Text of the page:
Cox comes up short


Cox Radio is the first pure-play radio company to report Q2 results – and the first to fall short of Wall Street expectations. It probably won’t be the last. Revenues fell 8.3% to $108.2 million and station operating income was off 13.6% to $41.3 million. CEO Bob Neil, however, noted that his stations outperformed their markets in a tough quarter.

Due to the SEC’s accounting rules on valuing assets, Cox Radio took a non-cash impairment in Q2 to reduce the carrying value of the intangible assets of its stations in Greenville, Honolulu, Houston, Jacksonville, Louisville, Miami, Richmond, San Antonio, Southern Connecticut and Tulsa totaling $147.6 million. That resulted in a net loss for the quarter of $75.4 million, compared to a net profit of $20.3 million a year earlier.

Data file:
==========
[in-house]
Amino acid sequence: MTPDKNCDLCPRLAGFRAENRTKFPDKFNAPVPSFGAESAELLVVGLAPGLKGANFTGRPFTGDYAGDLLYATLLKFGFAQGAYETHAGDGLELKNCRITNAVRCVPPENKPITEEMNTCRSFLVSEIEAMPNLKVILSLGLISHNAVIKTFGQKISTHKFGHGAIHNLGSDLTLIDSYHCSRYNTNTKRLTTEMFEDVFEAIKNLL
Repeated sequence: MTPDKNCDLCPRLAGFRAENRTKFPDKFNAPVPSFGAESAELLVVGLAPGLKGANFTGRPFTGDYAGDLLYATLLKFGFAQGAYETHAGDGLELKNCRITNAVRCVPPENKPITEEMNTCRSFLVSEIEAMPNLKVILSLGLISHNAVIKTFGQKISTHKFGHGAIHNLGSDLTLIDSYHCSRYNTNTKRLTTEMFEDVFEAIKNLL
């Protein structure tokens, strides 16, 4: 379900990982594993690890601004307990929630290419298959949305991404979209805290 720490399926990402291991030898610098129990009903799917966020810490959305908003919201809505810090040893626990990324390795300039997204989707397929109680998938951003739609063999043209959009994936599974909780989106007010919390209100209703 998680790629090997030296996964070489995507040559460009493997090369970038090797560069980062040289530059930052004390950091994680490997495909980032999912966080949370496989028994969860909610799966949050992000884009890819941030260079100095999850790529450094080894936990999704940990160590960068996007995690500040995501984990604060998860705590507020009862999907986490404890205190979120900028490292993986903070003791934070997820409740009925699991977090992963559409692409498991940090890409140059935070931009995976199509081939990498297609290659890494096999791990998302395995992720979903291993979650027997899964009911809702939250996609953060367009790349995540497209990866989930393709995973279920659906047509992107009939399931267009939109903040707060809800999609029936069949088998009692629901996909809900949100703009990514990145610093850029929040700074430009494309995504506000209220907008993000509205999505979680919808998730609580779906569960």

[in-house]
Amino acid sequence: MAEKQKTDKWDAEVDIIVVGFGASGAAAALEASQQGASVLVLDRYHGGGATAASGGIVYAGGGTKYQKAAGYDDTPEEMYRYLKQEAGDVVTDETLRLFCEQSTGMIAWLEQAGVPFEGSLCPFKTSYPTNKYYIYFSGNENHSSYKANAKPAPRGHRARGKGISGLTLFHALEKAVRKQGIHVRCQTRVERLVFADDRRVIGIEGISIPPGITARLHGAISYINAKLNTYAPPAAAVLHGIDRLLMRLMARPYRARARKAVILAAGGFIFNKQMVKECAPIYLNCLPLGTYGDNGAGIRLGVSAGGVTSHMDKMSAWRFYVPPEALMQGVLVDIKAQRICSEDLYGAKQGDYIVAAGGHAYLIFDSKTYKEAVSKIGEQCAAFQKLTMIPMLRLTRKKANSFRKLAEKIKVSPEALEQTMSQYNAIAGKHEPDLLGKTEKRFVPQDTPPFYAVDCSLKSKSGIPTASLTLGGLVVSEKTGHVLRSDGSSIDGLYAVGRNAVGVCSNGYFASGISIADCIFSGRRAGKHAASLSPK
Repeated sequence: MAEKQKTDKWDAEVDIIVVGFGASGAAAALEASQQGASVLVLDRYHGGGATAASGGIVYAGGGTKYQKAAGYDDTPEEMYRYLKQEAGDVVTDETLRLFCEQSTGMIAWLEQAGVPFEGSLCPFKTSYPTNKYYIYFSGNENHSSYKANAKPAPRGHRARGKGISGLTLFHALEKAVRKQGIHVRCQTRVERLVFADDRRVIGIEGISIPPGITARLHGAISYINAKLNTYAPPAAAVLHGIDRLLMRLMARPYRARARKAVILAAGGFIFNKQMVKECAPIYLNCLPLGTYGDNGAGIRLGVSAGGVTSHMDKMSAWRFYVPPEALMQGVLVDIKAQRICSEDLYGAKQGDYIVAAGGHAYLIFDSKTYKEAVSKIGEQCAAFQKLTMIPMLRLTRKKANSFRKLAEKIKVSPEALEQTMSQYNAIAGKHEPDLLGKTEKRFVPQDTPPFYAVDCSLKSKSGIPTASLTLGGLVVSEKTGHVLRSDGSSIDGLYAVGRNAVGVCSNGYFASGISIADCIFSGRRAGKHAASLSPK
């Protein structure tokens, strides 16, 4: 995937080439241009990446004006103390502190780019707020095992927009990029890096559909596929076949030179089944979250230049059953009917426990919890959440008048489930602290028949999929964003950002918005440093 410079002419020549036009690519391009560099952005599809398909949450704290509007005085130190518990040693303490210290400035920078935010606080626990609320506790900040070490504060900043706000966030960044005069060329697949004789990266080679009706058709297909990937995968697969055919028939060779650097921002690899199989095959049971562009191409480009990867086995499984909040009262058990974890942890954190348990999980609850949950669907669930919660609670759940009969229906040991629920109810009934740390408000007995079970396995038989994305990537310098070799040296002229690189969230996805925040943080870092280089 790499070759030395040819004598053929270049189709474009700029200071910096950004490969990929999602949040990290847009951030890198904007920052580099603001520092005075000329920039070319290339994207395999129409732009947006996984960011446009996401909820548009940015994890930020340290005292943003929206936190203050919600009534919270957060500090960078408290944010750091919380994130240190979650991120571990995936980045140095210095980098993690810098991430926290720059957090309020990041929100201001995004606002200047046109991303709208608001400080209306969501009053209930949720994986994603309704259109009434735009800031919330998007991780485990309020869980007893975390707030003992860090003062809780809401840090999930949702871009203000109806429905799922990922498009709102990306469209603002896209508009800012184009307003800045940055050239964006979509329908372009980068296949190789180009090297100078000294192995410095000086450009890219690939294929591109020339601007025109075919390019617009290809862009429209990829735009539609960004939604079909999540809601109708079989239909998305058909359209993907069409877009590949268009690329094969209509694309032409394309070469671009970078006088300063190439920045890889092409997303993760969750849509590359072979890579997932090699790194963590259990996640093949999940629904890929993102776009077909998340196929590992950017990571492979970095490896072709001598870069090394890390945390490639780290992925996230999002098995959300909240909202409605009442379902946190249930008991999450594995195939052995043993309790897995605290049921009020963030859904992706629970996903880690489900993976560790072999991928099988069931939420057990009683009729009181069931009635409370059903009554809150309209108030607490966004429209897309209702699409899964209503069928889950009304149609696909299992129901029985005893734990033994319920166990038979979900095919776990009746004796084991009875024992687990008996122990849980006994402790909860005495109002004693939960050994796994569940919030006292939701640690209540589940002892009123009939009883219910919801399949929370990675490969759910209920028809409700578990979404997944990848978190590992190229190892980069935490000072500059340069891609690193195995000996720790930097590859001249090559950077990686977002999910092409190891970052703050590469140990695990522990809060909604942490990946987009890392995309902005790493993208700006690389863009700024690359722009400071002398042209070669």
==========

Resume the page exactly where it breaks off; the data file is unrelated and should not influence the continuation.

Delving into the Q2 details, local revenues were down 6.1% and national a whopping 17.5%. Other revenues, including Internet and other NTR, declined 4%. Neil said political spending was “negligible” for the quarter.

But not all Cox clusters posted declines. Long Island, Birmingham and Tulsa were up. But their gains were more than offset by declines in Atlanta, Orlando, Miami, Tampa, Houston and Jacksonville.

RBR/TVBR observation: One of the joys of being a public company – having to take a write-down when the market value of your FCC licenses and other intangible assets declines in a soft market. It doesn’t affect your operating results one bit, but it sure scares some investors. And then, when the market recovers, you don’t get to reclaim that intangible value. Don’t you love accounting rules?